Forbes farmer tells Premier Perrottet of devastating flood losses

Premier Dom Perrotet visits Forbes and speaks with Bedgerabong farmer Scott Darcy about impending flooding

Scott Darcy and his neighbours are facing the very real possibility of losing crops and pastures to flooding for the second time in five years.

In between, they have been hit by two years of brutal drought.

It's a shocking feeling, the otherwise fairly philosophical farmer told media and Premier Dominic Perrottet, who visited on Thursday with Deputy Premier Paul Toole and Minister for Emergency Services David Elliott.

The trio, with media, were to visit Mr Darcy's farm, but the water sprawling across the floodplain from the Lachlan River came up overnight, and so we met on the side of the road.

"We are just starting to see the start of the flood that's coming through Forbes, for the last three or four days we've been preparing," Mr Darcy said.

"Come Saturday or Sunday that's when we'll see the peak down here - I'm hoping it's not going to get anywhere near 2016 but we've got to take it that it's going to be.

"We've been moving stock, and checking banks, I've done as much as I can ... but it's a wait and see game."

Bedgerabong farmer Scott Darcy woke up to the first of the Lachlan River floodwaters coming across Noakes Road on Thursday morning, and is preparing his property for the arrival of the water.

Bedgerabong farmer Scott Darcy woke up to the first of the Lachlan River floodwaters coming across Noakes Road on Thursday morning, and is preparing his property for the arrival of the water.

The Lachlan River is expected to reach the major flood level at Jemalong Weir on Friday, and downstream on Saturday.

Rises to 7.8m at the Jemalong Weir Downstream gauge are possible.

With this flood behaving so differently to 2016 Mr Darcy can only hope he doesn't see a repeat of that year's devastating losses.

"In 2016 we had a couple of breaches on levee banks, we were down to about 400 acres of 2500, we lost a few stock and fences, pastures - we lost a lot of money," he said.

"We had two years drought like everyone knows, it's been pretty hard for the last five.

"We were that close to making some really good money like everyone in the valley and it's going to cost a lot of people a lot of money."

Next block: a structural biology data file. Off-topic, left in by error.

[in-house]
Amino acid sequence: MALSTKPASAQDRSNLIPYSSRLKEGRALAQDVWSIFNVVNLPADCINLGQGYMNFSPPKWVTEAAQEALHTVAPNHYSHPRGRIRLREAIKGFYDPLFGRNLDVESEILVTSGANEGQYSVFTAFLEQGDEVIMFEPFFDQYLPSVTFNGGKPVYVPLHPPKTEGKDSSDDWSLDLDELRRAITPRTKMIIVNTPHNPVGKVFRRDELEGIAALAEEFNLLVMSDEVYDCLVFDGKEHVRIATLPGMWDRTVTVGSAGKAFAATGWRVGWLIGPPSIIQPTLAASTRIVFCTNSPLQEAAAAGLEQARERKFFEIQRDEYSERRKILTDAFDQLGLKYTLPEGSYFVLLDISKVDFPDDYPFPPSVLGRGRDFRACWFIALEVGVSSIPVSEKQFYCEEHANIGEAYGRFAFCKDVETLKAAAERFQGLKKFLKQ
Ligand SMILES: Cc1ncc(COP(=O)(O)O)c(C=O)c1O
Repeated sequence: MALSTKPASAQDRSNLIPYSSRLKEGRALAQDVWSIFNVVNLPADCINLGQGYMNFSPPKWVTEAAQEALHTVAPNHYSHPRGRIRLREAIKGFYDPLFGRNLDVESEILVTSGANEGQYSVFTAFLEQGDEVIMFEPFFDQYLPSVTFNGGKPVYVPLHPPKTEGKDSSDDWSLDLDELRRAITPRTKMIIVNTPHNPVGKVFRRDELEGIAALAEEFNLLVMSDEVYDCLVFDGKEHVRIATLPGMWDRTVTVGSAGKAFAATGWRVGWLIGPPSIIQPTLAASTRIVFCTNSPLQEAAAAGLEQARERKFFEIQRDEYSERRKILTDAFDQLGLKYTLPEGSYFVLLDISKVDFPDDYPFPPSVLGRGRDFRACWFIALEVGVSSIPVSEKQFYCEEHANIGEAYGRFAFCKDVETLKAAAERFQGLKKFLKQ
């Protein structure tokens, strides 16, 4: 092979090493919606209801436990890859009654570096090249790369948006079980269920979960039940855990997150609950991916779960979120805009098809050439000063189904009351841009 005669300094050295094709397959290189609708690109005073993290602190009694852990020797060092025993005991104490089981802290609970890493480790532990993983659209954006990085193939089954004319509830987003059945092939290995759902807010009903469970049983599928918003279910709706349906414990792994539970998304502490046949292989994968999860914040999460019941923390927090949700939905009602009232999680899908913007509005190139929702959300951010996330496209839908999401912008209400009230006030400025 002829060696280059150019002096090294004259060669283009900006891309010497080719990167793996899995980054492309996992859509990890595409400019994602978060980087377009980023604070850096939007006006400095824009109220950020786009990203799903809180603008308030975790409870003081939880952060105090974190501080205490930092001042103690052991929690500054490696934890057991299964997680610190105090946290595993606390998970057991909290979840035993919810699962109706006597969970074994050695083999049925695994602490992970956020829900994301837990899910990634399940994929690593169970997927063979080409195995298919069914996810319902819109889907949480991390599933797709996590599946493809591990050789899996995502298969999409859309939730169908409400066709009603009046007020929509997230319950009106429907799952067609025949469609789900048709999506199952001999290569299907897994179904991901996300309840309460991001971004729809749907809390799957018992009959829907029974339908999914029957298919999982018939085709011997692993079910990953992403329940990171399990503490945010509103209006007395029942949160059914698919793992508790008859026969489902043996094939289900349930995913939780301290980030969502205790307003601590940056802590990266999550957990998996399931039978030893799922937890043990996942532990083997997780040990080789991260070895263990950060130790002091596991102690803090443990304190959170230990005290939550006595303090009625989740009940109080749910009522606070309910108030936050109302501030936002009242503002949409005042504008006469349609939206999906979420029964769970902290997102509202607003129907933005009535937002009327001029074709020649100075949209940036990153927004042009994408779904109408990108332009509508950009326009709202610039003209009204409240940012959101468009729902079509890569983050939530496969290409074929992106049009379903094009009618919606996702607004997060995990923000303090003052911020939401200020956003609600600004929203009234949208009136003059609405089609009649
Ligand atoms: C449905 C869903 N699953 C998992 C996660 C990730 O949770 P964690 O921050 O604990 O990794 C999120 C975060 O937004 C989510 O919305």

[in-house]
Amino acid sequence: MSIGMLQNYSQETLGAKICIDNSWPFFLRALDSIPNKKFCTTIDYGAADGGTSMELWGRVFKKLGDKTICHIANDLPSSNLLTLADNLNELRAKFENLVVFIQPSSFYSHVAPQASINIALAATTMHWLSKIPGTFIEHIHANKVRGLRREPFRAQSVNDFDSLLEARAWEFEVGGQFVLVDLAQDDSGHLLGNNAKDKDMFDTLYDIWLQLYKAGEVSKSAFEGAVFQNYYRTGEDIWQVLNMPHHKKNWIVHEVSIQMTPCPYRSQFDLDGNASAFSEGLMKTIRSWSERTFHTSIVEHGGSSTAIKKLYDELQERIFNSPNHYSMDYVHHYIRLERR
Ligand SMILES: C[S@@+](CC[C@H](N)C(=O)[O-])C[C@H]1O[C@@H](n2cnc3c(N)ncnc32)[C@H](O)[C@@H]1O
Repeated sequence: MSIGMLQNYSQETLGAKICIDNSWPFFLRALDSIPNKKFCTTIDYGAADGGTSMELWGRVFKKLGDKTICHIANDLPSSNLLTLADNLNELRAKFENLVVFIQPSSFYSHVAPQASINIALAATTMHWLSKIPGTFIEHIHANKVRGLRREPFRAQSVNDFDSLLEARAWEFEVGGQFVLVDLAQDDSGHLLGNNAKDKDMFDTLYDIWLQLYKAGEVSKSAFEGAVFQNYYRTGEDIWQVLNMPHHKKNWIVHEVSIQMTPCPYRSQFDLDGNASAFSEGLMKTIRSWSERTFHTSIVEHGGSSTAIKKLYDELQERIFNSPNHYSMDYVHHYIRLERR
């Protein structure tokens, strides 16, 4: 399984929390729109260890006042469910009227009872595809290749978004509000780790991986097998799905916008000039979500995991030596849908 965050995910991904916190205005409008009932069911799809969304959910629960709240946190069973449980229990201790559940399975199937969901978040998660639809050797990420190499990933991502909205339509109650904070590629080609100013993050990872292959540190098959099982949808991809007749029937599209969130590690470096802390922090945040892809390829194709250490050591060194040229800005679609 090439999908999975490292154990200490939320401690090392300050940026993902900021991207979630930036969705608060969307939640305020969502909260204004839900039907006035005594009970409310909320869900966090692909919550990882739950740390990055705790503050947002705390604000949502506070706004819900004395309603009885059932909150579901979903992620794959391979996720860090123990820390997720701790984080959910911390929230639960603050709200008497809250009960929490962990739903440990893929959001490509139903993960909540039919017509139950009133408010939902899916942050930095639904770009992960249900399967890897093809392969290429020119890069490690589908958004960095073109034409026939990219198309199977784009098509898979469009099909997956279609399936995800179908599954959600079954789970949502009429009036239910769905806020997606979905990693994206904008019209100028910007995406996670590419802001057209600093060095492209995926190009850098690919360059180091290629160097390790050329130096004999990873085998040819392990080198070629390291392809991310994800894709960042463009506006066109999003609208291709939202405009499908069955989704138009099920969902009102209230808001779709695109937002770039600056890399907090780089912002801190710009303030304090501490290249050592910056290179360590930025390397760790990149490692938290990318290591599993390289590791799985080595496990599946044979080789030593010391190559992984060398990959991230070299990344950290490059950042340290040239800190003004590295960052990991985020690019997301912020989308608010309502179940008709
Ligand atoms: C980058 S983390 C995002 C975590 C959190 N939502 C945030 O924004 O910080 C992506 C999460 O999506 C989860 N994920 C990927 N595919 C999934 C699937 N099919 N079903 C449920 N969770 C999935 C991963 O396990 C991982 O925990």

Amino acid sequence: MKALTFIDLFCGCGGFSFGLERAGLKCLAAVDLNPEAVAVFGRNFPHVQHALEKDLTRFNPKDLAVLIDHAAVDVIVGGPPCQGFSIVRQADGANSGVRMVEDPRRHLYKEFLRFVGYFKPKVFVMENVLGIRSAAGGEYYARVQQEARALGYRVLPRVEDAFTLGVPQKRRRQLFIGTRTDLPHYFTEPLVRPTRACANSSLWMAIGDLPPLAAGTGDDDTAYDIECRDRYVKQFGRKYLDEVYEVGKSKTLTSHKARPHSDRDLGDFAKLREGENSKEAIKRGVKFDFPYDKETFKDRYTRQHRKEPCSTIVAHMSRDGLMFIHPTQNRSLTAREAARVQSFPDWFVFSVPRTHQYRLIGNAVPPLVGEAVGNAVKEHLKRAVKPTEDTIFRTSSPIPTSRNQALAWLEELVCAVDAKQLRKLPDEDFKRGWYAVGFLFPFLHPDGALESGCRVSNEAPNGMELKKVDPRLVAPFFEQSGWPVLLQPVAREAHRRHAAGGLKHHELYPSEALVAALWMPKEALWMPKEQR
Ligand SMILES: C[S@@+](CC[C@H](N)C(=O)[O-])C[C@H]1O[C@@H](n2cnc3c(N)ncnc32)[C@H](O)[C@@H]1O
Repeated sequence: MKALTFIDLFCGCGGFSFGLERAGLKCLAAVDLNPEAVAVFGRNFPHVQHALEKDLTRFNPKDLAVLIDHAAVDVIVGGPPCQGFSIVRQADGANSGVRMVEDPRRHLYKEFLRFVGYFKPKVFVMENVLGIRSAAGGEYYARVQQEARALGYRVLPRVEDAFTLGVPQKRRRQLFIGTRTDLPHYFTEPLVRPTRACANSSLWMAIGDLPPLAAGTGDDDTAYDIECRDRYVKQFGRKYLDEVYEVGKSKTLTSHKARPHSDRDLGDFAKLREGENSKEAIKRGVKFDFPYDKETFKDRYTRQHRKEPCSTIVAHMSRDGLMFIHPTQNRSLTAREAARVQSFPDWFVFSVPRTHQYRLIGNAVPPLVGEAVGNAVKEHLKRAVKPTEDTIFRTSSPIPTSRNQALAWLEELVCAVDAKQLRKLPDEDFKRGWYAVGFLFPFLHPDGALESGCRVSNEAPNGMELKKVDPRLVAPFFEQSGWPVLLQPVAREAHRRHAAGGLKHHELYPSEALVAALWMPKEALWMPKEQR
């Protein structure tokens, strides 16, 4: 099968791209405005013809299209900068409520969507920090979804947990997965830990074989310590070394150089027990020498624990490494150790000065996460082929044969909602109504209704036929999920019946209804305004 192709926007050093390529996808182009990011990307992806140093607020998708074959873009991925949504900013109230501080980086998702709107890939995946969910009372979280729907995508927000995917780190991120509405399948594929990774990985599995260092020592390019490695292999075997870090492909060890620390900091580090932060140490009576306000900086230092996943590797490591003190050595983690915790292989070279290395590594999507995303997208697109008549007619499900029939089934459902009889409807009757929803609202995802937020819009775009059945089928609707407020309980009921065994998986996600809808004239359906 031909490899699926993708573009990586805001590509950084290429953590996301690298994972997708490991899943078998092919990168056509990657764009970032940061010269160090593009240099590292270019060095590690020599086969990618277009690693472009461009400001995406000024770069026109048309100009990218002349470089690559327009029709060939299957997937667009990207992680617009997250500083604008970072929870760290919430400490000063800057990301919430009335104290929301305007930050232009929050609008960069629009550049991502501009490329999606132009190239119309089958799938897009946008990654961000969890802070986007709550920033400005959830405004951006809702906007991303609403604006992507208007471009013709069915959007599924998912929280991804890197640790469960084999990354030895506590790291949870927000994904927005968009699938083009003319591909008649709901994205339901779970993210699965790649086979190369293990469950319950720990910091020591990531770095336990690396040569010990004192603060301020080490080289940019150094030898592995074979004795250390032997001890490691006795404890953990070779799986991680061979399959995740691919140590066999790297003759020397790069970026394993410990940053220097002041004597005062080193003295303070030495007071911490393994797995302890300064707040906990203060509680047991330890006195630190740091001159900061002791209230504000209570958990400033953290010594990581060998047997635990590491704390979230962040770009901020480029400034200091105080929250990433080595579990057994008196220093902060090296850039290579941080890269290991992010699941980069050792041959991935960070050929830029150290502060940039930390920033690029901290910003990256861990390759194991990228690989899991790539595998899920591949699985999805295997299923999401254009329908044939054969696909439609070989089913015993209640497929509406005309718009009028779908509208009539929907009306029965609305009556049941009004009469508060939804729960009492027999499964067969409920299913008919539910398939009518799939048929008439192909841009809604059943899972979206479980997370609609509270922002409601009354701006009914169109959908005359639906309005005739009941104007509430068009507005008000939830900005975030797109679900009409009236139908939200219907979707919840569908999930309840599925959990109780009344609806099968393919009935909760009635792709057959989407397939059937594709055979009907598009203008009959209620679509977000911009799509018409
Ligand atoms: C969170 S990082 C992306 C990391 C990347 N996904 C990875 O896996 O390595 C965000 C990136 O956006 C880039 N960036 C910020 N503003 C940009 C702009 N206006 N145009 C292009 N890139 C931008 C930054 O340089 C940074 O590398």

He's hopeful his lucerne will come through the disaster; he's already feeding his sheep hay that he hadn't planned to use until the end of summer and having to re-sow and then wait for lucerne to re-establish if it remains inundated too long would be another blow.

Mr Perrottet, Mr Toole and Mr Elliot had flown over the Lachlan Thursday morning to see the extent of the spread of the floodwater; and the question on every journalist's lips was, "what about the raising of the Wyangala Dam wall?"

Mr Perrotet said the NSW Government was committed, but was also committed to due diligence.

What did Scott Darcy have to say?

"Just get in and get it done," he said.

"I know it must be a headache for (the government) to get it done but it's people's livelihoods ...

"I wouldn't have (the Premier's) job for quids, it'd be pretty hard ... there's some people that're not gonna be happy about the dam wall and for other people it's a necessity.

"Our population is getting bigger every year and we've got to feed them - we've got to feed Australia."

  • If you need assistance call the SES on 132500
  • Local supermarkets and pharmacies will work with the SES to get essential supplies to isolated rural residents
  • In a life-threatening emergency phone 000

On Thursday afternoon, Federal MP Michael McCormack announced disaster relief would be available to those impacted by flooding in Forbes. That full story here.

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